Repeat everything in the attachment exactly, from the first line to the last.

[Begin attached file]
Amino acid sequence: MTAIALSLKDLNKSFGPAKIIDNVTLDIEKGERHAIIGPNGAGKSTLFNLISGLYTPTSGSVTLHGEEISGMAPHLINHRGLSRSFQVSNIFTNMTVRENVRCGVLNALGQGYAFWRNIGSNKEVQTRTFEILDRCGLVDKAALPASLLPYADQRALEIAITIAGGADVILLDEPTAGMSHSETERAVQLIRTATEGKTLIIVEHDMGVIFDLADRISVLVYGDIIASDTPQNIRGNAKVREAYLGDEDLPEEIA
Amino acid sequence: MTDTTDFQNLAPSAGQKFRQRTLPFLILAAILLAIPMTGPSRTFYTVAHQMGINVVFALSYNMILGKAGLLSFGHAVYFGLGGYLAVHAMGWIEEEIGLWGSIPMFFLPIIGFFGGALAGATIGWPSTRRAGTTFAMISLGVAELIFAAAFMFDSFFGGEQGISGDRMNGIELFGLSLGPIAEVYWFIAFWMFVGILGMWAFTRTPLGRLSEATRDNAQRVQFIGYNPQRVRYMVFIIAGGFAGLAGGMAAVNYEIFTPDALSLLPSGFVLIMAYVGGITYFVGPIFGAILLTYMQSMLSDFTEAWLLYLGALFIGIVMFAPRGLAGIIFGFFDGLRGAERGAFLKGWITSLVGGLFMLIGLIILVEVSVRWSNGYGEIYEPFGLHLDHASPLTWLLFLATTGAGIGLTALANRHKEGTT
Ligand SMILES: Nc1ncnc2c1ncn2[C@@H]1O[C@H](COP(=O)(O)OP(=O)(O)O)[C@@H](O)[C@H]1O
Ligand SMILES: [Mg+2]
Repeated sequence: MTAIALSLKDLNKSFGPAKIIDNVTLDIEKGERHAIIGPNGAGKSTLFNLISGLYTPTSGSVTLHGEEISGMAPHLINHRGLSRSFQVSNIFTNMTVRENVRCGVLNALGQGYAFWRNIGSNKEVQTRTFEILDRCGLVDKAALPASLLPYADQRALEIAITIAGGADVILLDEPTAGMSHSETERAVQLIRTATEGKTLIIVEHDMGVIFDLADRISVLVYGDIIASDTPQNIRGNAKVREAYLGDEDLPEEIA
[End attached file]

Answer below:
Amino acid sequence: MTAIALSLKDLNKSFGPAKIIDNVTLDIEKGERHAIIGPNGAGKSTLFNLISGLYTPTSGSVTLHGEEISGMAPHLINHRGLSRSFQVSNIFTNMTVRENVRCGVLNALGQGYAFWRNIGSNKEVQTRTFEILDRCGLVDKAALPASLLPYADQRALEIAITIAGGADVILLDEPTAGMSHSETERAVQLIRTATEGKTLIIVEHDMGVIFDLADRISVLVYGDIIASDTPQNIRGNAKVREAYLGDEDLPEEIA
Amino acid sequence: MTDTTDFQNLAPSAGQKFRQRTLPFLILAAILLAIPMTGPSRTFYTVAHQMGINVVFALSYNMILGKAGLLSFGHAVYFGLGGYLAVHAMGWIEEEIGLWGSIPMFFLPIIGFFGGALAGATIGWPSTRRAGTTFAMISLGVAELIFAAAFMFDSFFGGEQGISGDRMNGIELFGLSLGPIAEVYWFIAFWMFVGILGMWAFTRTPLGRLSEATRDNAQRVQFIGYNPQRVRYMVFIIAGGFAGLAGGMAAVNYEIFTPDALSLLPSGFVLIMAYVGGITYFVGPIFGAILLTYMQSMLSDFTEAWLLYLGALFIGIVMFAPRGLAGIIFGFFDGLRGAERGAFLKGWITSLVGGLFMLIGLIILVEVSVRWSNGYGEIYEPFGLHLDHASPLTWLLFLATTGAGIGLTALANRHKEGTT
Ligand SMILES: Nc1ncnc2c1ncn2[C@@H]1O[C@H](COP(=O)(O)OP(=O)(O)O)[C@@H](O)[C@H]1O
Ligand SMILES: [Mg+2]
Repeated sequence: MTAIALSLKDLNKSFGPAKIIDNVTLDIEKGERHAIIGPNGAGKSTLFNLISGLYTPTSGSVTLHGEEISGMAPHLINHRGLSRSFQVSNIFTNMTVRENVRCGVLNALGQGYAFWRNIGSNKEVQTRTFEILDRCGLVDKAALPASLLPYADQRALEIAITIAGGADVILLDEPTAGMSHSETERAVQLIRTATEGKTLIIVEHDMGVIFDLADRISVLVYGDIIASDTPQNIRGNAKVREAYLGDEDLPEEIA